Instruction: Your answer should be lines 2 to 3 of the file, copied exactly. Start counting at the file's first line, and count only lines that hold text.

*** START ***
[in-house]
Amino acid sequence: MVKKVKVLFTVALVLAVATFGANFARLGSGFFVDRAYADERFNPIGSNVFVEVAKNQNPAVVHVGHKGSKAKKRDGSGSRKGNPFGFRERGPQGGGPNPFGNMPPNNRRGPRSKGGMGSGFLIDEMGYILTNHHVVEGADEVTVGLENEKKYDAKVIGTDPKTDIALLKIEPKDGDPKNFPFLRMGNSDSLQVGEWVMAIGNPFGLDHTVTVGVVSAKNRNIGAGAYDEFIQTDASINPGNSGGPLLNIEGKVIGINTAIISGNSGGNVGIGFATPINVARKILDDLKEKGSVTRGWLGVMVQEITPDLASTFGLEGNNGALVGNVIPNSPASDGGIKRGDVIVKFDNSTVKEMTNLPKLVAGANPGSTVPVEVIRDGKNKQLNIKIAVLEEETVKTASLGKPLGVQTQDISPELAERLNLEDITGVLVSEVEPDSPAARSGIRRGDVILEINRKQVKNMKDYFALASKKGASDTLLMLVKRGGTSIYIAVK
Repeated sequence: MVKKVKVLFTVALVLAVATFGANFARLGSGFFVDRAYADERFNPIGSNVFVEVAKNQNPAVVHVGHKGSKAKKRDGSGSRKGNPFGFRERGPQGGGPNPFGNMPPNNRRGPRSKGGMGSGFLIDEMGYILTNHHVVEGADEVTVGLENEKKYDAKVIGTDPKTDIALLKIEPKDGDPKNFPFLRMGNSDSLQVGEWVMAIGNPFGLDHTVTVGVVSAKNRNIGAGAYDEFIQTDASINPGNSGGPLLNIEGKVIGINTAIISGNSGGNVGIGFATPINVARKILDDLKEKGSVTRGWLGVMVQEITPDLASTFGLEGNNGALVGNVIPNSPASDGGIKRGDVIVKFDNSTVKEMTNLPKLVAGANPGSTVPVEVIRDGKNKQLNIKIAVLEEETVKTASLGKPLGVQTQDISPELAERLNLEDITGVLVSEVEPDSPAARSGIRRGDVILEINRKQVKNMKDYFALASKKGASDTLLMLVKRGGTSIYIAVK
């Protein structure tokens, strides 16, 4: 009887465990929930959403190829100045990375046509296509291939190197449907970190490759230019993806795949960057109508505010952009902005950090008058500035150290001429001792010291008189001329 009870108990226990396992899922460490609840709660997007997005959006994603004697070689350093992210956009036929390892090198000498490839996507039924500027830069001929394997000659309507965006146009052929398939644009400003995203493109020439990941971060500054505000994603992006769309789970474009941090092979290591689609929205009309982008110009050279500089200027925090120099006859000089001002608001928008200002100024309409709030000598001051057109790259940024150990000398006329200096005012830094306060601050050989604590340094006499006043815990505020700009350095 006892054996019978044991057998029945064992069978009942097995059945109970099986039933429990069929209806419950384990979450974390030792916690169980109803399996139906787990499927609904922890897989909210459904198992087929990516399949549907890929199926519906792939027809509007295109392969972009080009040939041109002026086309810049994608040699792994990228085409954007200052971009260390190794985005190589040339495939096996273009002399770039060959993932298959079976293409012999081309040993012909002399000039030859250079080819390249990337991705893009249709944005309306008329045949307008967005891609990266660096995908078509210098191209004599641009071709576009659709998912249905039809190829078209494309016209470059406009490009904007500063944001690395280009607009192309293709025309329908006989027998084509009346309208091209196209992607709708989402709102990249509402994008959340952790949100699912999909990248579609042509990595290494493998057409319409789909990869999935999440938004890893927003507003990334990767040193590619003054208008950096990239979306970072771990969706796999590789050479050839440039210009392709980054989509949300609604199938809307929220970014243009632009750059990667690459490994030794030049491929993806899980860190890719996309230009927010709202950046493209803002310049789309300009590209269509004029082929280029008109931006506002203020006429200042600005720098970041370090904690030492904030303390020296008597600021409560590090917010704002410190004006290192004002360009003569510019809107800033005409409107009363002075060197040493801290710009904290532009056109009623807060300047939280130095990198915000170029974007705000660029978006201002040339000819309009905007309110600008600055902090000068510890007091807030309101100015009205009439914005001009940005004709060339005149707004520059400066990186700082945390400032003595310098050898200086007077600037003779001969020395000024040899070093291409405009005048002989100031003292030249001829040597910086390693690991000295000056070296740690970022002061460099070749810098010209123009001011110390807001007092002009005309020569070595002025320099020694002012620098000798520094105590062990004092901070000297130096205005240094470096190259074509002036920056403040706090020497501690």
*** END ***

Amino acid sequence: MVKKVKVLFTVALVLAVATFGANFARLGSGFFVDRAYADERFNPIGSNVFVEVAKNQNPAVVHVGHKGSKAKKRDGSGSRKGNPFGFRERGPQGGGPNPFGNMPPNNRRGPRSKGGMGSGFLIDEMGYILTNHHVVEGADEVTVGLENEKKYDAKVIGTDPKTDIALLKIEPKDGDPKNFPFLRMGNSDSLQVGEWVMAIGNPFGLDHTVTVGVVSAKNRNIGAGAYDEFIQTDASINPGNSGGPLLNIEGKVIGINTAIISGNSGGNVGIGFATPINVARKILDDLKEKGSVTRGWLGVMVQEITPDLASTFGLEGNNGALVGNVIPNSPASDGGIKRGDVIVKFDNSTVKEMTNLPKLVAGANPGSTVPVEVIRDGKNKQLNIKIAVLEEETVKTASLGKPLGVQTQDISPELAERLNLEDITGVLVSEVEPDSPAARSGIRRGDVILEINRKQVKNMKDYFALASKKGASDTLLMLVKRGGTSIYIAVK
Repeated sequence: MVKKVKVLFTVALVLAVATFGANFARLGSGFFVDRAYADERFNPIGSNVFVEVAKNQNPAVVHVGHKGSKAKKRDGSGSRKGNPFGFRERGPQGGGPNPFGNMPPNNRRGPRSKGGMGSGFLIDEMGYILTNHHVVEGADEVTVGLENEKKYDAKVIGTDPKTDIALLKIEPKDGDPKNFPFLRMGNSDSLQVGEWVMAIGNPFGLDHTVTVGVVSAKNRNIGAGAYDEFIQTDASINPGNSGGPLLNIEGKVIGINTAIISGNSGGNVGIGFATPINVARKILDDLKEKGSVTRGWLGVMVQEITPDLASTFGLEGNNGALVGNVIPNSPASDGGIKRGDVIVKFDNSTVKEMTNLPKLVAGANPGSTVPVEVIRDGKNKQLNIKIAVLEEETVKTASLGKPLGVQTQDISPELAERLNLEDITGVLVSEVEPDSPAARSGIRRGDVILEINRKQVKNMKDYFALASKKGASDTLLMLVKRGGTSIYIAVK